Most GMAT students I’ve met really don’t worry all that much about the Analytical Writing (AWA) portion of the test, but I occasionally meet somebody who is absolutely neurotic about this part of the GMAT. In my opinion, there’s rarely any need to spend more than a token amount of time on AWA.
First of all, one of the main reasons why MBA programs care about the GMAT is because of rankings. Unfortunately, US News & World Reports will look less favorably on a b-school if the program has low average GMAT score, so admissions committees are forced to obsess over your GMAT composite results. (Of course, there are plenty of other reasons for admissions committees to care about your GMAT score, but that’s a story for another day.)
Of course, the AWA section has absolutely nothing to do with your composite score, and it therefore has no impact on MBA rankings. You don’t want to completely screw it up, but there’s no reason to believe that your AWA score of 5.0 would keep you out of Stanford or HBS. The adcom might start to wonder if your AWA score is, say, 2.5, but I see no reason to worry if your score is reasonably high. They’re looking for business leaders with decent communication skills, not novelists.
So what does it take to earn a “reasonably high” score? Not much, really. I’ve seen some really, really bad writers earn scores of 5.0 or 5.5. They took advantage of the fact that nobody really reads your GMAT AWA essay.
As you probably know, GMAT essays are graded by a computer and by a human; if there’s a discrepancy between the two scores, then an additional human reads the essay. Obviously, the computer’s exact scoring system is a closely guarded secret, but I’m convinced that the program primarily looks for structure using basic keyword algorithms. From there, it probably counts things like the average number of words per sentence and the average number of letters per word, and then it checks for grammar, usage, variety of words used, and perhaps spelling. I suspect very strongly that structure is the most important part of the AWA scoring system; spelling might not even count at all. (Again, I’ve seen some horrid spellers get really good scores.)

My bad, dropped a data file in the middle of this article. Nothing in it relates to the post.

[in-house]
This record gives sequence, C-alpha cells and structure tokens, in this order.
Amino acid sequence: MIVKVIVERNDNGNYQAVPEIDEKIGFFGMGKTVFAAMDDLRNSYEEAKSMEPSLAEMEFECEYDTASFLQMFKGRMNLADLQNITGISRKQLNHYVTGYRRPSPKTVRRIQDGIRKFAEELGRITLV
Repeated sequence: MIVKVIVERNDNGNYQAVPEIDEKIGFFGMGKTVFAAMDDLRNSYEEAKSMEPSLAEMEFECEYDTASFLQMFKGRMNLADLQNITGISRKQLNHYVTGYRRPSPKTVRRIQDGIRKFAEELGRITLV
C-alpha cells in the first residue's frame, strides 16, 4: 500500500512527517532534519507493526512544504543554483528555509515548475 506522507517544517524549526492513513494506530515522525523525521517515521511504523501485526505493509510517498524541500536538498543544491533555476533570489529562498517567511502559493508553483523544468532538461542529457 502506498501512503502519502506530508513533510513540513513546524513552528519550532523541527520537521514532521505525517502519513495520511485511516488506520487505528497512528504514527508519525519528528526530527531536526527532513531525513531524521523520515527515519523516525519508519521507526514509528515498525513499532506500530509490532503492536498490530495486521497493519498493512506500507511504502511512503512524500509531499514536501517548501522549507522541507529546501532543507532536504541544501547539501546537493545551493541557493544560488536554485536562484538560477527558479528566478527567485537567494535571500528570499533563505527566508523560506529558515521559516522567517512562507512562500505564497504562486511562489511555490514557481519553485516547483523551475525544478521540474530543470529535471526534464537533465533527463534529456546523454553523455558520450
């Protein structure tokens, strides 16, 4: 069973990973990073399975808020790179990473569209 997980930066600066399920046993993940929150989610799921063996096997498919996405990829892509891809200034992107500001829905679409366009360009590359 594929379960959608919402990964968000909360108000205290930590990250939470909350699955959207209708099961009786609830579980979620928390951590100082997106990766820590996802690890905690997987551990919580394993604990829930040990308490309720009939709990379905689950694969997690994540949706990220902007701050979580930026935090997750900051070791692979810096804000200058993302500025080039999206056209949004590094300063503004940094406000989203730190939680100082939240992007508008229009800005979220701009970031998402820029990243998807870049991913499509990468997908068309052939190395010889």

The “human,” for his part, is ultimately looking for the same things as the computer when he grades the GMAT AWA: structure, clarity, correctness, richness of language, etc. But this human probably doesn’t actually read your GMAT essays any more closely than the computer.
Again, imagine that you’re the poor slob who gets paid $20/hour (as of a year or two ago, GRE and TOEFL graders earned $20/hour; I don’t know whether the rate is similar for GMAT) to read bazillions of these AWA essays, most of which are tragically bereft of interesting content. Are you going to read every single word? Hell, no. You’ll skim the introduction, maybe read the first sentence of each paragraph, and then maybe skim the conclusion. (And if anybody asks, you’ll tell her that you read every single word with great care.)
When I wrote about the people who read (or skim) your MBA essays, I claimed that you should strive to make your essay interesting–you want them to read it carefully, right? For the AWA, you don’t necessarily care if the human grader (or the GMAT computer) actually reads your essay. You just want to earn a decent score, with a minimum amount of exertion. If you can conserve energy during the GMAT AWA section, you’ll be much sharper when you battle the (far more important) quant and verbal sections.
So focus on structure on the AWA, even if that means that you produce an essay that would, under normal circumstances, seem like a crappy, contrived piece of writing. Don’t beat around the bush: every paragraph should start by clearly stating the main point of the paragraph. The entire AWA essay should start with a crystal-clear thesis statement. Somebody should be able to read the first sentences of each paragraph, and still basically understand the entire essay. Just make sure that you leave a few minutes to proofread your AWA essay, simply to avoid committing any egregious grammar, usage, and spelling errors. (If this means that you don’t write a terribly long essay, that’s fine–quality matters more than quantity.)
Honestly, it’s almost that simple. If you lay out your argument in a completely clear, five-paragraph format, you’ll be in good shape, especially if your writing mechanics (grammar, usage, etc.) are basically solid. You might ultimately write an essay that is about as much fun to read as a phone book… but fun isn’t really the point of the GMAT, is it?